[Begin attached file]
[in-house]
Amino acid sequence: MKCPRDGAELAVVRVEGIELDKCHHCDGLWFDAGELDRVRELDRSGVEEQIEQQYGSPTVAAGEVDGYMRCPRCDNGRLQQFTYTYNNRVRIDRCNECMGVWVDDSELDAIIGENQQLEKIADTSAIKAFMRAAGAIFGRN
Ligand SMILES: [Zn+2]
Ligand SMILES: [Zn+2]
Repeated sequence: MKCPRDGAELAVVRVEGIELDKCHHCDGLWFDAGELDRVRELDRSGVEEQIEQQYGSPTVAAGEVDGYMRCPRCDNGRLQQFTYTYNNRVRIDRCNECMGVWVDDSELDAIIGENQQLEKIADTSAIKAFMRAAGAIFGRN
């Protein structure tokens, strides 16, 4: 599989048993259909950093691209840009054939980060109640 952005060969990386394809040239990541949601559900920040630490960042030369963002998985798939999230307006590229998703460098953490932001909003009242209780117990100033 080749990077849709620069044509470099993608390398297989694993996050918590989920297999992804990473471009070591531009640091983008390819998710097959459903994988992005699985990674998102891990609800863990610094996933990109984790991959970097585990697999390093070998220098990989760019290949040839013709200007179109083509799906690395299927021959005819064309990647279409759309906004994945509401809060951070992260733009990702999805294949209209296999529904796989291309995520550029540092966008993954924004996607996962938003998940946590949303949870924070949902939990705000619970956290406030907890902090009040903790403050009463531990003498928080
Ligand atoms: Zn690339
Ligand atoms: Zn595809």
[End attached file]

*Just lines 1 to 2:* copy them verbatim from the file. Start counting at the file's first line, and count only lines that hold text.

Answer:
[in-house]
Amino acid sequence: MKCPRDGAELAVVRVEGIELDKCHHCDGLWFDAGELDRVRELDRSGVEEQIEQQYGSPTVAAGEVDGYMRCPRCDNGRLQQFTYTYNNRVRIDRCNECMGVWVDDSELDAIIGENQQLEKIADTSAIKAFMRAAGAIFGRN